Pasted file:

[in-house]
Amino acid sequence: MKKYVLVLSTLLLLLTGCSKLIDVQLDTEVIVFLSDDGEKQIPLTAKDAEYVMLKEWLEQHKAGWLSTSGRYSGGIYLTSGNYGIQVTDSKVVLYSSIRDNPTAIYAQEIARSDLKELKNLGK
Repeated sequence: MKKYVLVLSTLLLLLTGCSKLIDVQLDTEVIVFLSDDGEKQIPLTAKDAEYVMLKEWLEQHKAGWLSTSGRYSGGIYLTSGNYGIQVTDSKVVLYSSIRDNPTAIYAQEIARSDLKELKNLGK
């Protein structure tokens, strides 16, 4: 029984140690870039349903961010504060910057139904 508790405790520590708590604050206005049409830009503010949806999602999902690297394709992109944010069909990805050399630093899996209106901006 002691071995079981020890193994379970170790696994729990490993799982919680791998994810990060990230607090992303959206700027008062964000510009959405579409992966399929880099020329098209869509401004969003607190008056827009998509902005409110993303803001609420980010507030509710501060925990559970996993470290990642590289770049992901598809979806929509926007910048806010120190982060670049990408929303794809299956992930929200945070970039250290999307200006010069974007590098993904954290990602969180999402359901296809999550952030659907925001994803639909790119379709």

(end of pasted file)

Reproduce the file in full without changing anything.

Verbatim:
[in-house]
Amino acid sequence: MKKYVLVLSTLLLLLTGCSKLIDVQLDTEVIVFLSDDGEKQIPLTAKDAEYVMLKEWLEQHKAGWLSTSGRYSGGIYLTSGNYGIQVTDSKVVLYSSIRDNPTAIYAQEIARSDLKELKNLGK
Repeated sequence: MKKYVLVLSTLLLLLTGCSKLIDVQLDTEVIVFLSDDGEKQIPLTAKDAEYVMLKEWLEQHKAGWLSTSGRYSGGIYLTSGNYGIQVTDSKVVLYSSIRDNPTAIYAQEIARSDLKELKNLGK
């Protein structure tokens, strides 16, 4: 029984140690870039349903961010504060910057139904 508790405790520590708590604050206005049409830009503010949806999602999902690297394709992109944010069909990805050399630093899996209106901006 002691071995079981020890193994379970170790696994729990490993799982919680791998994810990060990230607090992303959206700027008062964000510009959405579409992966399929880099020329098209869509401004969003607190008056827009998509902005409110993303803001609420980010507030509710501060925990559970996993470290990642590289770049992901598809979806929509926007910048806010120190982060670049990408929303794809299956992930929200945070970039250290999307200006010069974007590098993904954290990602969180999402359901296809999550952030659907925001994803639909790119379709």